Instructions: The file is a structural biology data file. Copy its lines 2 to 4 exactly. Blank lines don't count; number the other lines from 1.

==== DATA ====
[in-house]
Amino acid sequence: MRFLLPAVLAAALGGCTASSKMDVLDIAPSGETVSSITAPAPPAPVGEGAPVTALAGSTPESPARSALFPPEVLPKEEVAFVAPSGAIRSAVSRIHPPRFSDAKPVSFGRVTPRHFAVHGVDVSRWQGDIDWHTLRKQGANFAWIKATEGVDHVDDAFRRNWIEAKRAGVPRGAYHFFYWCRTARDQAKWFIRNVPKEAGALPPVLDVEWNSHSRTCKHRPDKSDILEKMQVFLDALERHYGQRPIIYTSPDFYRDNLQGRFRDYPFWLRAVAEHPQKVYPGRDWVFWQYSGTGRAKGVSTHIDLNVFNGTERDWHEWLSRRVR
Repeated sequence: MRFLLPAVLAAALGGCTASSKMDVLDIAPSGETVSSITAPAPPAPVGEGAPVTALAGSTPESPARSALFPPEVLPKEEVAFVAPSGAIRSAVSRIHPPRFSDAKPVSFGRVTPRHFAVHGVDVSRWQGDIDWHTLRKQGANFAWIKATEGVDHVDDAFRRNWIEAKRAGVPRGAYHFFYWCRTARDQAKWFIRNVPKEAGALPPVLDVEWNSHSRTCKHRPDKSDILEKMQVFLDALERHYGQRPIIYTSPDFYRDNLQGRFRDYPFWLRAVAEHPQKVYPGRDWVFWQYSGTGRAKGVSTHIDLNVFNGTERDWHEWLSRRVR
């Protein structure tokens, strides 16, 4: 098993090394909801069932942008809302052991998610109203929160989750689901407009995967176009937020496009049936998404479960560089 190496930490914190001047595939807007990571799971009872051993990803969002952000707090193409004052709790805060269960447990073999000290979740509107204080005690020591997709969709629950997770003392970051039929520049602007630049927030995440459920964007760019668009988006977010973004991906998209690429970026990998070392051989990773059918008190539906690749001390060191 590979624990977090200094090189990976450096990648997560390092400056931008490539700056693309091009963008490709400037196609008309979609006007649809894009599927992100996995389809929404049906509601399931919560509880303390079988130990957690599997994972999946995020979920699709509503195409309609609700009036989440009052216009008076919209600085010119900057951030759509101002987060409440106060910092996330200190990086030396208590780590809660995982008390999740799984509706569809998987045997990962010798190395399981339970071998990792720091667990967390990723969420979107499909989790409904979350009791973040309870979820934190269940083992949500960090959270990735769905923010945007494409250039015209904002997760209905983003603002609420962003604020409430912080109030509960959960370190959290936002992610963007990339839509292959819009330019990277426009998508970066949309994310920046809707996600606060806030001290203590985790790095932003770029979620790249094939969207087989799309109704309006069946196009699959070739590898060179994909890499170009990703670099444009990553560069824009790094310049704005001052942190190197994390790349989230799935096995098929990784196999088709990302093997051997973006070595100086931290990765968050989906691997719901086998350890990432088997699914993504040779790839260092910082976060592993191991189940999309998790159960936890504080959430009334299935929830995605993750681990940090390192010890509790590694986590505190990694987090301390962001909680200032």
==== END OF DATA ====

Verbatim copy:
Amino acid sequence: MRFLLPAVLAAALGGCTASSKMDVLDIAPSGETVSSITAPAPPAPVGEGAPVTALAGSTPESPARSALFPPEVLPKEEVAFVAPSGAIRSAVSRIHPPRFSDAKPVSFGRVTPRHFAVHGVDVSRWQGDIDWHTLRKQGANFAWIKATEGVDHVDDAFRRNWIEAKRAGVPRGAYHFFYWCRTARDQAKWFIRNVPKEAGALPPVLDVEWNSHSRTCKHRPDKSDILEKMQVFLDALERHYGQRPIIYTSPDFYRDNLQGRFRDYPFWLRAVAEHPQKVYPGRDWVFWQYSGTGRAKGVSTHIDLNVFNGTERDWHEWLSRRVR
Repeated sequence: MRFLLPAVLAAALGGCTASSKMDVLDIAPSGETVSSITAPAPPAPVGEGAPVTALAGSTPESPARSALFPPEVLPKEEVAFVAPSGAIRSAVSRIHPPRFSDAKPVSFGRVTPRHFAVHGVDVSRWQGDIDWHTLRKQGANFAWIKATEGVDHVDDAFRRNWIEAKRAGVPRGAYHFFYWCRTARDQAKWFIRNVPKEAGALPPVLDVEWNSHSRTCKHRPDKSDILEKMQVFLDALERHYGQRPIIYTSPDFYRDNLQGRFRDYPFWLRAVAEHPQKVYPGRDWVFWQYSGTGRAKGVSTHIDLNVFNGTERDWHEWLSRRVR
């Protein structure tokens, strides 16, 4: 098993090394909801069932942008809302052991998610109203929160989750689901407009995967176009937020496009049936998404479960560089 190496930490914190001047595939807007990571799971009872051993990803969002952000707090193409004052709790805060269960447990073999000290979740509107204080005690020591997709969709629950997770003392970051039929520049602007630049927030995440459920964007760019668009988006977010973004991906998209690429970026990998070392051989990773059918008190539906690749001390060191 590979624990977090200094090189990976450096990648997560390092400056931008490539700056693309091009963008490709400037196609008309979609006007649809894009599927992100996995389809929404049906509601399931919560509880303390079988130990957690599997994972999946995020979920699709509503195409309609609700009036989440009052216009008076919209600085010119900057951030759509101002987060409440106060910092996330200190990086030396208590780590809660995982008390999740799984509706569809998987045997990962010798190395399981339970071998990792720091667990967390990723969420979107499909989790409904979350009791973040309870979820934190269940083992949500960090959270990735769905923010945007494409250039015209904002997760209905983003603002609420962003604020409430912080109030509960959960370190959290936002992610963007990339839509292959819009330019990277426009998508970066949309994310920046809707996600606060806030001290203590985790790095932003770029979620790249094939969207087989799309109704309006069946196009699959070739590898060179994909890499170009990703670099444009990553560069824009790094310049704005001052942190190197994390790349989230799935096995098929990784196999088709990302093997051997973006070595100086931290990765968050989906691997719901086998350890990432088997699914993504040779790839260092910082976060592993191991189940999309998790159960936890504080959430009334299935929830995605993750681990940090390192010890509790590694986590505190990694987090301390962001909680200032």